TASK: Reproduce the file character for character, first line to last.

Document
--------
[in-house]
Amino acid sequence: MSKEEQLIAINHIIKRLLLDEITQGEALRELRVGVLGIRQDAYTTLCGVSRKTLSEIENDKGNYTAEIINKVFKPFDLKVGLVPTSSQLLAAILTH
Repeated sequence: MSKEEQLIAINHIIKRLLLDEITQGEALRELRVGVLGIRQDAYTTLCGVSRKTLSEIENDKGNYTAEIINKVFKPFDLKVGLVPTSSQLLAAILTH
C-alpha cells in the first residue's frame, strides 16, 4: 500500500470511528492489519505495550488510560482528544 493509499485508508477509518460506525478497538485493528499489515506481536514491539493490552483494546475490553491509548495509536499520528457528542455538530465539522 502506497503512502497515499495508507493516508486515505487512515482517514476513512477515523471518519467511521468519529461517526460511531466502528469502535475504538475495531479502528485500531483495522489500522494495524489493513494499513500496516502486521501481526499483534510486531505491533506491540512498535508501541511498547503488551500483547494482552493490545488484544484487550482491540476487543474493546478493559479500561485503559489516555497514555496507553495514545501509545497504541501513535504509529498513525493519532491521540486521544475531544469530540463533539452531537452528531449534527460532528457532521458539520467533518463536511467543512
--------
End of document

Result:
[in-house]
Amino acid sequence: MSKEEQLIAINHIIKRLLLDEITQGEALRELRVGVLGIRQDAYTTLCGVSRKTLSEIENDKGNYTAEIINKVFKPFDLKVGLVPTSSQLLAAILTH
Repeated sequence: MSKEEQLIAINHIIKRLLLDEITQGEALRELRVGVLGIRQDAYTTLCGVSRKTLSEIENDKGNYTAEIINKVFKPFDLKVGLVPTSSQLLAAILTH
C-alpha cells in the first residue's frame, strides 16, 4: 500500500470511528492489519505495550488510560482528544 493509499485508508477509518460506525478497538485493528499489515506481536514491539493490552483494546475490553491509548495509536499520528457528542455538530465539522 502506497503512502497515499495508507493516508486515505487512515482517514476513512477515523471518519467511521468519529461517526460511531466502528469502535475504538475495531479502528485500531483495522489500522494495524489493513494499513500496516502486521501481526499483534510486531505491533506491540512498535508501541511498547503488551500483547494482552493490545488484544484487550482491540476487543474493546478493559479500561485503559489516555497514555496507553495514545501509545497504541501513535504509529498513525493519532491521540486521544475531544469530540463533539452531537452528531449534527460532528457532521458539520467533518463536511467543512